INVOKE <function>
   [ ( <expression list> ) ] 
   [ RETURNING <variable> [<type cast>]
      [, <variable> [<type cast>]... ] ];
DISPLAY <expression list> [ <format clause> ];
APPEND TO [ <expression> | DEFAULT ];
[ OUTPUT | WRITE | PIPE ] TO <expression>;
OUTPUT WIDTH <expression>;
[ INPUT | READ | PIPE ] FROM <expression>
   [ <pattern clause> ]
   [ <aggregate clause> ]
   [ [ <storage clause> ] [ <format clause> ] |
     [ <redirection clause> ] ];
PREPARE <variable> FROM <sql statement>
   [ <using clause> ]
   [ <connection clause> ]
   [ <aggregate clause> ]
   [ <storage clause> ]
   [ <format clause> ];
EXECUTE <expression>
   [ <using clause> ]
   [ <connection clause> ]
   [ <aggregate clause> ]
   [ [ <storage clause> ] [ <format clause> ] |
     [ <redirection clause> ] ];
FREE <expression>;
EXIT [ <expression> ];
ERROR LOG TO <expression>;

LET and DISPLAY are self explatory. STORE performs multiple assignments. The only issue worth noting is that while the expansion facility on its own is already capable of fairly unpredictable side effects, couple it with the LET statements and things could become pretty nasty.

INVOKE is the equivalent of x4GL's CALL (CALL is used to execute procedures in many SQL implementations, hence the use of INVOKE)

DISPOSE physically obliterates items from the storage space. You can DISPOSE of anything: scalars, hashes, or even hash subsets.

APPEND, OUTPUT, WRITE and PIPE TO all instruct the interpreter to redirect its output. The expression passed to APPEND and OUTPUT is a name of a file (OUTPUT will truncate it, APPEND will add to it), while PIPE, as you would expect, pipes the output to a child process.
In case of failure, the output is redirected to the default stream, and the reason of the failure can be inspected via DBINFO("errno").
APPEND TO DEFAULT causes the new output generated by the interpreter to be added to the default stream, which in the case of the demo application is the viewer display, but can be defined to be a file or pipe.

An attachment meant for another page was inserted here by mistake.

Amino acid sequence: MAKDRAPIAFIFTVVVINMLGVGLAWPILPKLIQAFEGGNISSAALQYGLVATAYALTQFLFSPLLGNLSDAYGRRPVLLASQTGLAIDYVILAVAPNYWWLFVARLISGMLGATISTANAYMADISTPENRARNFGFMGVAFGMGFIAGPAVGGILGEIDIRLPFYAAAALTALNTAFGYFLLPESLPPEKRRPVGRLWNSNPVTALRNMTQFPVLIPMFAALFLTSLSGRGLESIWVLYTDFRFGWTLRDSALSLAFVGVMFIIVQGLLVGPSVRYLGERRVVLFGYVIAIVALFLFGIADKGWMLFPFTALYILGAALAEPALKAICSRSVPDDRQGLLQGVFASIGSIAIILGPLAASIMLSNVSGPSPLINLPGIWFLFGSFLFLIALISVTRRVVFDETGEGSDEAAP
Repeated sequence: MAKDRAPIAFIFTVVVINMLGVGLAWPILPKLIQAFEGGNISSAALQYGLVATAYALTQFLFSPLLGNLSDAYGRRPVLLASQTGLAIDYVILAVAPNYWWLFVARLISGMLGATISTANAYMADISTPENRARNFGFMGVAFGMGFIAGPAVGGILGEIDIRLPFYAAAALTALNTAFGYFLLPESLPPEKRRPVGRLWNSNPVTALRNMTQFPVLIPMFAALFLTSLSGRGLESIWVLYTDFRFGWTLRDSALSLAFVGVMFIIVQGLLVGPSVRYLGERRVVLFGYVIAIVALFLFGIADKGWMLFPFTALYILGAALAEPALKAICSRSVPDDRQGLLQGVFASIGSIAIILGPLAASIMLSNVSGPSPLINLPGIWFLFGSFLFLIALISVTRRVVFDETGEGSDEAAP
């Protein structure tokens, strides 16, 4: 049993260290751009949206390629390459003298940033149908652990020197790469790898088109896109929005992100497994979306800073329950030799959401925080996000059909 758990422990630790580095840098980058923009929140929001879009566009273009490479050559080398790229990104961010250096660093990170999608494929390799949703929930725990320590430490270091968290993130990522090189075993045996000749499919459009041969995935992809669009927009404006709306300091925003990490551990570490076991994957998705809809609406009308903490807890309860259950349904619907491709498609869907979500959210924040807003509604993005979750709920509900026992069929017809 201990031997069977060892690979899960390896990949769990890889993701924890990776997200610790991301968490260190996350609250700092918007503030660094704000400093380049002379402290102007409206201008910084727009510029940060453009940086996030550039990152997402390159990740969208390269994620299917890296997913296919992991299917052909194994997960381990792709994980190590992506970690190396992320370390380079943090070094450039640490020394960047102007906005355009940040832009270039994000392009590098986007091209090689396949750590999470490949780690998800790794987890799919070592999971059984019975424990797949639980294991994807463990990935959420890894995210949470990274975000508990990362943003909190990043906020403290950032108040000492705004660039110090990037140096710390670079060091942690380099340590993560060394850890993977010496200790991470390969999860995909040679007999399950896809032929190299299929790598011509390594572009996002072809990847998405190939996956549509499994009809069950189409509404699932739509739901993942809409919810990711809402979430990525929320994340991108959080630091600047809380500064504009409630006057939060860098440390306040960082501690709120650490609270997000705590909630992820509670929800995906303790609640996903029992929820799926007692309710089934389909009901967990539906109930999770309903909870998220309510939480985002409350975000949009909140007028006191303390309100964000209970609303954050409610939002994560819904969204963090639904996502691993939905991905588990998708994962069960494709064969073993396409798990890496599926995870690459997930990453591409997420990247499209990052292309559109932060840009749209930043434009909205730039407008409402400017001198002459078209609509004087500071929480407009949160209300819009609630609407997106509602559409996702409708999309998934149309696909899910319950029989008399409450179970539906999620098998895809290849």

WRITE writes to a stream previously obtained with FOPEN() or POPEN(). Upon switching to a different output, the stream is not closed.

Conversely, INPUT, READ and PIPE FROM read data from a file, a stream, or a pipe

Streams can be opened and closed via the FOPEN, POPEN and SCLOSE functions. Custom streams can even be created via skillfull combinations of the arbitrary stream interface and the external function API.

PREPARE, EXECUTE and FREE have not been inplemented in aid to dynamic sql (use the expansion facility instead), but rather to improve performance of sql repeatedly used.

Both the PREPARE and EXECUTE statements offer USING, AGGREGATE and INTO clauses, however with the former placeholders, aggregates and storage are determined once and for all at prepare time (plus: it's fast(er)), while the latter allows multiple executions of the same statement using different placeholders agregates and targets (plus: it's flexible).

Be aware, however, that in both cases expressions will be evaluated at execution time, so watch out for those pesky side effects.

EXIT behaves very much like x4GL's or bourne shell's exit however, note that it has different meanings depending whether the process is the result of a FORK (the process terminates) or not (the script terminates and the process resumes normal operation).


Identifiers start with an alphabetic character and continue with alphabetic characters, digits or underscores. Indentifiers are not case sensitive.
A larger character set is allowed and case sensitivenes is enforced when the identifier is enclosed in double quotes. Double quotes only have this special meaning when the environmetal variable DELIMIDENT is set, viceversa they just introduce string constants.


Variables are dynamic and typed, ie they spring into existence when first referenced and change type at every new assignment (either by means the simple statements or the storage clause) as the case needs be.

Variables come in two flavours: scalars and hashes. Hashes elements can too be scalar or hashes, thereby allowing jagged hashes.